29th Jan 2013, 06:10
Apart from the exchange rate, expect to pay a 'facilitation' fee (conversion isn't an automated action).

Yes, they make their money on the difference between the buying rate and the selling rate, and then add this on top. barstewards.

29th Jan 2013, 07:54
Since the Channel Islands were mentioned earlier, you could try the Guernsey Post Office (google BATIF Guernsey, that's the Bureau de Change), they don't charge any commission. I'd suggest giving them a ring and you might get a better rate than their advertised rate online.

cockney steve
29th Jan 2013, 10:57
1 get all your $$$ together.
2 take ferry Florida-Grand bahama (holiday )
3 go to casino and buy chips with all your$$$$
4 after a suitable interval, go to "Sterling" chip-exchange-window
5 exit with lots of £££££.

Worked for a relative, some years ago and UK customs never queried the provenance of the "winnings" .

(you have limits on cash movements ,in or out of UK )

29th Jan 2013, 12:37
If you have bank accounts in both places (and both currencies) try Transferwise.com and send it to yourself. A new P2P thing that cuts out the banks. I've been using it for euro payments of bills and saving about €30 a payment because the "transfer" charges are so small. They also get very near to a wholesale rate on the actual exchange.

Loose rivets
29th Jan 2013, 13:36
Looks good for Europe, but I don't see any transatlantic options. Good to store away in the memory-banks however.

I've received various things from TorFX. Have a butcher's when I come to.

29th Jan 2013, 15:20

Can you actually see the rate they are going to use before you commit ?

Having read their site, they confirm 0.5% commission for larger sums but then say " you can check on Yahoo that the rate we use is close to the spot rate "

Close really has no meaning when talking about exchange rates, so that makes me suspicious.

Loose rivets
29th Jan 2013, 17:24
Had a nice young chap call me from TorFX. I have to register, and we have to send copies of passport pages etc. They have to abide by American rules as well as the UK legislation.

I asked him if he'd do a comparison with yesterday's deal. He asked me the exact time of the transaction.

I would have been £1,400 - ish better off if I'd gone with them.:{

In truth, I've learned not to fuss over not hitting the absolute Zenith. It's the long-term swings which make the money, though with the relative news I'm seeing between the two countries, I wouldn't mind betting we'll see a really weak pound fairly soon. "They" used to say, we don't get triple dips, but are now saying we will.

Last time I really repatriated myself I bought futures on the pound in a Dallas branch. (that's what they called them) I had to get to the bank by a certain time and raced in having left a Suzuki 4-pot lying on the curb outside. The rate had moved like heck that morning and I made the transaction with literally 60 seconds to spare.

Soooooo stressful this money business. Could never be a trader. Flying was so much more relaxing - once one had got one's butt away from the ground.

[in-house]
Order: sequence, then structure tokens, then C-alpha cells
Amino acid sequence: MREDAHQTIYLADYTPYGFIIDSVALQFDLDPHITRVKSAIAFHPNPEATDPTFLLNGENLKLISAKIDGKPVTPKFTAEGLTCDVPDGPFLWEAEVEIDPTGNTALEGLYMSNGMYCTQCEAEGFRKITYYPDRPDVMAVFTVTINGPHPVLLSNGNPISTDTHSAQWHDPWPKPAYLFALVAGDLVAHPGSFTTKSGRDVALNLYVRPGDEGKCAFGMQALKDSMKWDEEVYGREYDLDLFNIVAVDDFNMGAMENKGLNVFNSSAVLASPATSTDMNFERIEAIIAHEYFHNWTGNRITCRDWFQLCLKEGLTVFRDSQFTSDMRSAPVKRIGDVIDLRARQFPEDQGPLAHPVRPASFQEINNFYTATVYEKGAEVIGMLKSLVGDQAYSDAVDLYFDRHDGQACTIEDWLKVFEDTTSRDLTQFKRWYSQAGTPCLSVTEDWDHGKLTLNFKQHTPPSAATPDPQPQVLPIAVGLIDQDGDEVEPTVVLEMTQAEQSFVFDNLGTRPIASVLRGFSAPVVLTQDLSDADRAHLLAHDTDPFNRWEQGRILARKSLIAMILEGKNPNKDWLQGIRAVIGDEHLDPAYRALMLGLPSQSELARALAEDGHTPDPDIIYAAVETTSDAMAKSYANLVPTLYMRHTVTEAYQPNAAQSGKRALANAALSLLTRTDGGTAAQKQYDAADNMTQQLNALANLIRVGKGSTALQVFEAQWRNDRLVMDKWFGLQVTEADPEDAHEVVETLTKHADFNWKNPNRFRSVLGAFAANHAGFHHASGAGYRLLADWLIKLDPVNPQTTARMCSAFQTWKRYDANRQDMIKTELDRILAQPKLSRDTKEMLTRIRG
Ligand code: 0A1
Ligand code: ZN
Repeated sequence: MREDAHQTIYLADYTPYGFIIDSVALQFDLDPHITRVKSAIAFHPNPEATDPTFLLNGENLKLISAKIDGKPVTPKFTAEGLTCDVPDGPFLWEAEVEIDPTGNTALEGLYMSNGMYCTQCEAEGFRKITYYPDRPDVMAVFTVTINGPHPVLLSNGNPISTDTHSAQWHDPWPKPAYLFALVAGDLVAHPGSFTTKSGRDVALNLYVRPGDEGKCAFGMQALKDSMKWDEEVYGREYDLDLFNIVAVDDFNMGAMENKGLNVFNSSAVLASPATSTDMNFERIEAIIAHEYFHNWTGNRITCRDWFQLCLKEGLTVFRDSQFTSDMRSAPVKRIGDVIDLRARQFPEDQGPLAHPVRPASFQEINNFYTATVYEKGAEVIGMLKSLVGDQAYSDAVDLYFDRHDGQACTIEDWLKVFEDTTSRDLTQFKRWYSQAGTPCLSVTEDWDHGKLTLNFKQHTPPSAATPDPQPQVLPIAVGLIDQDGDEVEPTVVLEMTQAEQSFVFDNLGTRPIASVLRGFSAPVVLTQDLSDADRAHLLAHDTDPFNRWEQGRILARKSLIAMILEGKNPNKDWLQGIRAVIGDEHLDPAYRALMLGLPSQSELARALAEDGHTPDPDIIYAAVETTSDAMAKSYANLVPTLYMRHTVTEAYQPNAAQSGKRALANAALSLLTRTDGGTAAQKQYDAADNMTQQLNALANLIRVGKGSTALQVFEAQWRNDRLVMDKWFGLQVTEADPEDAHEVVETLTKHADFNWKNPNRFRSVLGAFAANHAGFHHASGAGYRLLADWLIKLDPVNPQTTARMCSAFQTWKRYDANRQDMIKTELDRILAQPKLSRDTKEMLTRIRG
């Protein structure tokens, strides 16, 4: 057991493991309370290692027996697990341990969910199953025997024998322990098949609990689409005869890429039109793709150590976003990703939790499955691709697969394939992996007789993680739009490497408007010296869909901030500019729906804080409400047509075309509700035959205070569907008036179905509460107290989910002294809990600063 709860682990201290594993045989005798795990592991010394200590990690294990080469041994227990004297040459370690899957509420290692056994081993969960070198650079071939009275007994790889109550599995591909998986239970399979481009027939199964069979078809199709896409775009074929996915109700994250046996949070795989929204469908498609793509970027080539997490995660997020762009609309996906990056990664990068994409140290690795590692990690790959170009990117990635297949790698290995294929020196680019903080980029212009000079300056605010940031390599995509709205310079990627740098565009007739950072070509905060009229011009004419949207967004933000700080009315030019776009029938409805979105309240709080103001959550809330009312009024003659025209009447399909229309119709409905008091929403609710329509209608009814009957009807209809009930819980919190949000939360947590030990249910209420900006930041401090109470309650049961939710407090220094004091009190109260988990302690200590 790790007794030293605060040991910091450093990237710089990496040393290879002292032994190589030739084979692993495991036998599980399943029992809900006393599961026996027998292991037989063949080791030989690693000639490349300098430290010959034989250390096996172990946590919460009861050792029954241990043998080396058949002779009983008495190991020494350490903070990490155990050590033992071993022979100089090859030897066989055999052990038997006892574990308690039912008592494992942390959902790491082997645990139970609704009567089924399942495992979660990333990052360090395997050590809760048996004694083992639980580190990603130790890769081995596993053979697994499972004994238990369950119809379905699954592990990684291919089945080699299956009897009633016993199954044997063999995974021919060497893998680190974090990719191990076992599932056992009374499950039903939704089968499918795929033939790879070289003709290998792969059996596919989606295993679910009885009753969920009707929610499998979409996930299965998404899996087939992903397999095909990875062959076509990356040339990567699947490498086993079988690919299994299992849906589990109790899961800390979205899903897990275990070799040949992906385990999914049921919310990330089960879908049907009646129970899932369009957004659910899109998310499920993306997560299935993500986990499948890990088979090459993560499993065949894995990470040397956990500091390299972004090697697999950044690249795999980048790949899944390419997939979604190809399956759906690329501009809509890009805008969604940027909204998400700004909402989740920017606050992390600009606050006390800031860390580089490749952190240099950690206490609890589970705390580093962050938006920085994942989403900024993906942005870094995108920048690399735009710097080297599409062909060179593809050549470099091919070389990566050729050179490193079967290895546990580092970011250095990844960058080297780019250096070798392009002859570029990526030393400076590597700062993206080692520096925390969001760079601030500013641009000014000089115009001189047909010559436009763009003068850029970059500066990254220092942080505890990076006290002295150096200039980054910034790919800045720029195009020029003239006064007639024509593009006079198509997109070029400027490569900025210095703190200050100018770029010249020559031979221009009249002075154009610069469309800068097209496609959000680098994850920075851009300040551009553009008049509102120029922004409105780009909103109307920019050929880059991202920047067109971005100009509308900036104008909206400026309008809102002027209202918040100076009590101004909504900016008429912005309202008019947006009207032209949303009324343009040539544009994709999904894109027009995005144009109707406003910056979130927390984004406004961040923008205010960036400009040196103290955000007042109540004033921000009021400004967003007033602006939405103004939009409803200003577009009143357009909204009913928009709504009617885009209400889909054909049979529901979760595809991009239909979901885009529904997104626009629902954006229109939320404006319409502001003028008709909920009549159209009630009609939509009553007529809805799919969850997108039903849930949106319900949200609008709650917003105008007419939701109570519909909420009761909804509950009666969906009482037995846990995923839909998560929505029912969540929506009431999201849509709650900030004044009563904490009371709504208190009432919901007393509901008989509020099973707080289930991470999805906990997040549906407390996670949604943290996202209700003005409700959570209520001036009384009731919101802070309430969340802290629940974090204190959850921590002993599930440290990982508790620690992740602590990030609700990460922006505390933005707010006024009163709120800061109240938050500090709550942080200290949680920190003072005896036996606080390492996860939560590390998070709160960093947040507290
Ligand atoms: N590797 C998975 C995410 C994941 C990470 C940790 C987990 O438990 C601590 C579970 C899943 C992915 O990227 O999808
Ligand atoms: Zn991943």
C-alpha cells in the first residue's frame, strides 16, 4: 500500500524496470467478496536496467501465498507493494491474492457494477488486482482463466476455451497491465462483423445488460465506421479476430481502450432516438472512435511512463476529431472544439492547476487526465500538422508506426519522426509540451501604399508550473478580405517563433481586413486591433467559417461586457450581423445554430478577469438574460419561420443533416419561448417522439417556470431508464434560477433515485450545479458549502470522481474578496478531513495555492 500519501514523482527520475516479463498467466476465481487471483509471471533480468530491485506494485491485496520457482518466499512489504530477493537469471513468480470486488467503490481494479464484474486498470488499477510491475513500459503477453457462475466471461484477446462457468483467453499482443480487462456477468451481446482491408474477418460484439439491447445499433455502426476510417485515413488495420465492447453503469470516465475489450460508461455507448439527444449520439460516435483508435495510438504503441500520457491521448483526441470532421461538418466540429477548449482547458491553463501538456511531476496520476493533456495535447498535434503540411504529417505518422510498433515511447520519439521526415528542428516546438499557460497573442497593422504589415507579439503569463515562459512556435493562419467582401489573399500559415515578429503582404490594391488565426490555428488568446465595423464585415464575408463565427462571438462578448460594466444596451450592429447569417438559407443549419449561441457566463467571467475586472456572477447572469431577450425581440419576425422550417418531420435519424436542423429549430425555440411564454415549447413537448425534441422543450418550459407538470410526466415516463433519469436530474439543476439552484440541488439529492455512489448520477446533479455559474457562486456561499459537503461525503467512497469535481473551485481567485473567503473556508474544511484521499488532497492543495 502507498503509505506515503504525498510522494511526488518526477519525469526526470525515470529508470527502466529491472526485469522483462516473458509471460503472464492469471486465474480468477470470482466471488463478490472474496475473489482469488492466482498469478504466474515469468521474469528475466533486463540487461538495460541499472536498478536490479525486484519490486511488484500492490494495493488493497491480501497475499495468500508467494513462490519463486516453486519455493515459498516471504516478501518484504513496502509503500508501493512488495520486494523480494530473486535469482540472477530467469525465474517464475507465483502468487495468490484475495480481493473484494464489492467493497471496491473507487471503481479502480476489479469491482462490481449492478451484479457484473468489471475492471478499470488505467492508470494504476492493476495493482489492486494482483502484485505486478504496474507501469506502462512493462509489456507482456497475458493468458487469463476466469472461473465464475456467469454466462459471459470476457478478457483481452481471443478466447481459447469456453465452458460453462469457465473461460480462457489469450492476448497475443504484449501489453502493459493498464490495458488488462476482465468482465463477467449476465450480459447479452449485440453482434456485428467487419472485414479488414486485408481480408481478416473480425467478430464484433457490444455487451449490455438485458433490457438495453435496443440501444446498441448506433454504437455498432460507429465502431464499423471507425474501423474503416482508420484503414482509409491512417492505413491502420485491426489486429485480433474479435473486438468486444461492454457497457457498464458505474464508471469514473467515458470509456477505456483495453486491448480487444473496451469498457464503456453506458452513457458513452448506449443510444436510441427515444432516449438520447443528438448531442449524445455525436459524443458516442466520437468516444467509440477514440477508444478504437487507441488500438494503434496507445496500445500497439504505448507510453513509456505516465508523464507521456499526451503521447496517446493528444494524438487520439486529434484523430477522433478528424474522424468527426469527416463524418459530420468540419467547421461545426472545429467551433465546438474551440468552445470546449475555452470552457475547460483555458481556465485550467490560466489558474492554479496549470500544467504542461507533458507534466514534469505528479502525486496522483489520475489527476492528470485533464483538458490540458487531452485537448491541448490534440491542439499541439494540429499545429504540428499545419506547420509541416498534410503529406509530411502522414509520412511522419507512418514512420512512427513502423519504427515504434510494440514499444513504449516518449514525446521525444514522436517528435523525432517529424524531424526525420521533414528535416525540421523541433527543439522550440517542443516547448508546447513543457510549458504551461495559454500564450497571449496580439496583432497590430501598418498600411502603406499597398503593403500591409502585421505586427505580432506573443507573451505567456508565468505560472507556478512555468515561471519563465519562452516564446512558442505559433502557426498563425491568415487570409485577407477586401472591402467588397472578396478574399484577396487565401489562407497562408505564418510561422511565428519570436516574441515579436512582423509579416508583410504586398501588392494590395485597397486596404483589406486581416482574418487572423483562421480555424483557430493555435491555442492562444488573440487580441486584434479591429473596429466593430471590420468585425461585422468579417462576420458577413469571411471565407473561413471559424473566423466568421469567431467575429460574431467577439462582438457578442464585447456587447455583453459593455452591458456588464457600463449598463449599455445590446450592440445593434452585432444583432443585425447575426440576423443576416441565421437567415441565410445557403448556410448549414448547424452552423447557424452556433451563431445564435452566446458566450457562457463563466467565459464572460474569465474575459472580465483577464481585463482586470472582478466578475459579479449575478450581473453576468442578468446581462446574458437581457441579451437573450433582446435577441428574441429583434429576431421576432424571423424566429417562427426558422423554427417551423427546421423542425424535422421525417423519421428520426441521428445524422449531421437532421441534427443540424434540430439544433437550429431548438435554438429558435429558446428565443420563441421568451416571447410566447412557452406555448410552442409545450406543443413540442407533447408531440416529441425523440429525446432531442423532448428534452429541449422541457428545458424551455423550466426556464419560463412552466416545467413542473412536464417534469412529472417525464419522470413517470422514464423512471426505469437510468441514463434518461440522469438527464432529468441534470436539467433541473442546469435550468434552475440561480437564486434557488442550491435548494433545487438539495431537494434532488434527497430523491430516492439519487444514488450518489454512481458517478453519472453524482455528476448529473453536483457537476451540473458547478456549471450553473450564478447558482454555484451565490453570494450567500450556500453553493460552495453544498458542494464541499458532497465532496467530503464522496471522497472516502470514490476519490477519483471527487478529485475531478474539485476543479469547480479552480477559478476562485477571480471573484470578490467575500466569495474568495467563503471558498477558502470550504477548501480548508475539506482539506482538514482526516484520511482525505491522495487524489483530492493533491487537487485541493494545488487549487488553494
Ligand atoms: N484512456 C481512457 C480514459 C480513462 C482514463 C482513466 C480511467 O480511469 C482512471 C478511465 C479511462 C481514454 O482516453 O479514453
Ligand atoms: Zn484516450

29th Jan 2013, 23:24

30th Jan 2013, 00:13
TorFX also send me a weekly estimate of how the exchange rate is likely to shift, plus a list of the events likely to shift it (e.g. Q4 UK trade data published Wed 11:00)
I've been tracking it for 3 years now, and they're reasonably accurate.

30th Jan 2013, 00:19
Don't know why you have to pay a facilitation or sevice fee. The bank makes its money on the difference between exchange rates, and for any decent amount that should only be two or three percent at the most between their buy and sell rates. I haven't paid a separate fee in thirty years and that includes 'tourist' amounts, just the percentage is higher.

Metro man
30th Jan 2013, 05:04
Have a look at these guys;

Home (http://www.firstratefx.com)

Worth getting a quote from them, they worked okay when I used them a couple of years ago.

30th Jan 2013, 07:03
Interesting. transferwise told me that they were now "doing" dollars but failed to mention it was a one-way thing.

They do give you a maximum before you commit to the deal and generally make a little better than the quoted rate....so send you a small refund. That's how it worked for me so far. I have made five trades and all have been at good rates.

Was no trouble to set up, all done by email with scans of documents and they allow subscribers to set up a business persona as well, if required. So I can do transfers directly from a business account. Sticking it to the clearing banks big time.

Loose rivets
31st Jan 2013, 15:52
I hadn't realized there were two threads running when I posted - this:


Today, I've just heard the American bank has told us they need the sort code for the other end. The Rivetess is quite sure this was filled in, but this is many hours after it landed, and the @$^#$ there might have worked out from our address and account number, where the bank is.:ugh:

A lot of money spent to be jerked around like this.

Loose rivets
31st Jan 2013, 18:39
It gets worse.

The fum duckers at Barclays sent the money back to the US cos they hadn't got the sort code.

I've been leaving everything to my wife, cos she's more logical and until now, more calm. But now she's spitting nails, and I'm getting angry.

I know how many hours it takes to do battle with giant organizations, but in the past I've done just that - and hung on like a terrier on a trouser-leg until I get my way. It'll be interesting to see if they concede the point about being charged so much to put people's money out of reach for 36 hours, and then send it back. Such a delay could easily have messed up a property deal.